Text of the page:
The “sandwich generation” has a particular challenge: managing aging parents at the same time as they are raising small children. And usually, working full- or part-time is thrown into the juggling act, too. In past generations, this was not so much of an issue, primarily for two reasons: people did not live as long, and women had their children at a younger age. Today, people’s life expectancy is longer than ever, and women are often waiting until they are well into their 30s to have kids.
Here are some of the specific challenges the sandwich generation faces, and some suggestions on how to cope.
1. Marriage strain
Young children or aging parents alone can be a strain on a marriage; but with both in the mix, it’s really hard to find time for each other. Husbands and wives may feel like their spouse is neglecting them, and feelings of frustration and jealously may surface.
2. Financial strain
The cost of caring for aging parents and small children can be astronomical. The sandwich generation is faced with both of these high costs at once. If your parents have not planned financially, it can be even tougher to find resources.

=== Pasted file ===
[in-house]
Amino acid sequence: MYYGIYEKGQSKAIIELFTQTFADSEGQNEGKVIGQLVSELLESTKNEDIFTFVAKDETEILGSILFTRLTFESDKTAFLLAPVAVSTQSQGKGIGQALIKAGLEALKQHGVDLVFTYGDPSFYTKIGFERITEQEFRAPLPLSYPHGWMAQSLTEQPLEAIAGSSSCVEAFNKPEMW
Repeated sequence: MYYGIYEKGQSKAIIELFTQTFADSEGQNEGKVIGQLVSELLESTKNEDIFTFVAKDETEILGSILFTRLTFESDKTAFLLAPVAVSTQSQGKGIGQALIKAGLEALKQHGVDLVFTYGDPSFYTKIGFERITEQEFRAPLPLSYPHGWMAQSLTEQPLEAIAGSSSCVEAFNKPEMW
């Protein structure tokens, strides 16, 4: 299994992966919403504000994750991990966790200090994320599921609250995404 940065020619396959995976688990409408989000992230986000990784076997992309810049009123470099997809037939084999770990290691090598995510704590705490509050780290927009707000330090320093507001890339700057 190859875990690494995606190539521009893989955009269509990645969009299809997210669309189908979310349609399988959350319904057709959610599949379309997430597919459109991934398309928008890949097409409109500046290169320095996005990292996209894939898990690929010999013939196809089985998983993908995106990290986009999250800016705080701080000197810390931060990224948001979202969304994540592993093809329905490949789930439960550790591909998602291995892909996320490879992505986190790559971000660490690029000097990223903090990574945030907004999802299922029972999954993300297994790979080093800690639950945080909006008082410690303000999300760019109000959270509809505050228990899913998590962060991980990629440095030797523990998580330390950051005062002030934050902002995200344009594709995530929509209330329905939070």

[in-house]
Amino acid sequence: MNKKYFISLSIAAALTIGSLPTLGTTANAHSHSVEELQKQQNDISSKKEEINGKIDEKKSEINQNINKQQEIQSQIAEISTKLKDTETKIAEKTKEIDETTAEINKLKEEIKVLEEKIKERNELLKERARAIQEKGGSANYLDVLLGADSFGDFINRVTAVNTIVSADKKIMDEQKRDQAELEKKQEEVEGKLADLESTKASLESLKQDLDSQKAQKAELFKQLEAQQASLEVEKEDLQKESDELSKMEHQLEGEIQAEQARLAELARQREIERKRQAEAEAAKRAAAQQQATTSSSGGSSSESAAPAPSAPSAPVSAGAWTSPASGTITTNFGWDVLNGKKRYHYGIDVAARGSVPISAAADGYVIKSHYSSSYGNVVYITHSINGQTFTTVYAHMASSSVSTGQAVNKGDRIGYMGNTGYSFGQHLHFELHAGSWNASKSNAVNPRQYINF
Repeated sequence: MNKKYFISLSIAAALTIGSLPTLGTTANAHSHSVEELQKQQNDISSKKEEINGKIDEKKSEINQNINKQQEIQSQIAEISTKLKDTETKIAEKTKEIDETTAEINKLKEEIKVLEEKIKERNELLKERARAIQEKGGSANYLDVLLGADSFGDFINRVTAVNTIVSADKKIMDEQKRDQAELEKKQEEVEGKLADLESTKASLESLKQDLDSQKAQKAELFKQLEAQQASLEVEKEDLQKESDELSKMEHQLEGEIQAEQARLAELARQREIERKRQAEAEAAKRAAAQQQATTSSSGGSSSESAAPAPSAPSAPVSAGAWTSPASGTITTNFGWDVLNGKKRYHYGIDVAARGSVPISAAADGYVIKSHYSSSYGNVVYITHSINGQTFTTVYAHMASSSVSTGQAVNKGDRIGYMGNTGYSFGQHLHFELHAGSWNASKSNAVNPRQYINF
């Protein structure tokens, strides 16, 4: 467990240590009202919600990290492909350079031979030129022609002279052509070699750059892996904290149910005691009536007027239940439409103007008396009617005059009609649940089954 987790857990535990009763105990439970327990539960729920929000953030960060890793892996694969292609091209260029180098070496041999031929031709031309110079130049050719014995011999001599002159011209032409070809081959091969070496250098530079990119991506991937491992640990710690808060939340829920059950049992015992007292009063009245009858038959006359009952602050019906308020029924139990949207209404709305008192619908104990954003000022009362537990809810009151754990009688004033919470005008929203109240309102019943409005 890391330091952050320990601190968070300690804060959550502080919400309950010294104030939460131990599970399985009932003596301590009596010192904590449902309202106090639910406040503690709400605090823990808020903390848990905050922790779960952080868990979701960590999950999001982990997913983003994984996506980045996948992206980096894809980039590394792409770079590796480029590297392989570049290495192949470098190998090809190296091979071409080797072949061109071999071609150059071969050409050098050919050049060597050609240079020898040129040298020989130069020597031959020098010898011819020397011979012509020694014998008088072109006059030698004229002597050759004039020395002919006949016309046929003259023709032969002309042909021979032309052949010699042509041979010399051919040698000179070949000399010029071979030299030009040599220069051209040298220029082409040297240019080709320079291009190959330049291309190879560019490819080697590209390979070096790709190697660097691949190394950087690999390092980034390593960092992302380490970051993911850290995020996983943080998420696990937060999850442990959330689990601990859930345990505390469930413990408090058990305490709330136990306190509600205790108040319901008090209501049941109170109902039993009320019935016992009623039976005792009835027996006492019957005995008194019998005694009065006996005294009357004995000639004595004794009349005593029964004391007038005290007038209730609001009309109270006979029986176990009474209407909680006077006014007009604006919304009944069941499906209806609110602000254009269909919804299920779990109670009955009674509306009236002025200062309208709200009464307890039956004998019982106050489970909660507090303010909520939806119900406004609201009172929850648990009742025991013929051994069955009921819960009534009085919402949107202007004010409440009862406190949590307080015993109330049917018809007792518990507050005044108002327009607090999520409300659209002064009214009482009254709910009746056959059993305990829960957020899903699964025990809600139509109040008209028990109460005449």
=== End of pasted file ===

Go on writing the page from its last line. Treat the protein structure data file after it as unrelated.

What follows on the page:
Children and spouses may feel resentful if you spend “all” your time with an aging relative. Resentment can get even worse if the aging parent(s) moves in with the family. And you might feel resentful if your siblings aren’t helping you with your elderly parents.
While the fact remains that being in the sandwich generation is stressful, there are some coping strategies you can try.
1. Finding balance
It’s important to try to find a place of balance. That means that you will have to give up a bit of everything while taking on a bit of everything. In other words, don’t put all your resources in one basket; you can’t spend every waking moment with an aging parent, nor can you spend every moment with your kids and spouse. So it’s healthy to understand that sometimes, the needs of one of these groups will have to wait while the other’s needs get met. If you do this on a sort of rotational basis, it can be helpful; it’s easier for others to wait if they know that you are coming eventually.
2. Don’t leave yourself out
As you work toward balance, don’t leave yourself out. Your personal resources can get depleted as you find yourself torn between generations. Yes, sometimes your needs to have to wait, just like everyone else in the situation; but your needs should not have to wait indefinitely.
3. Share the burden
Only too often, it’s one person who is shouldering most of the family responsibilities. To help yourself cope, it’s important to delegate. Even if you have to fly your aging relative to stay periodically with family members in other parts of the country, or have family come in from out of state to help, something must be done to share the burden.
If family help is out of the question, ask people in your community, church, or work place if they can help. No one knows you need help if you don’t ask.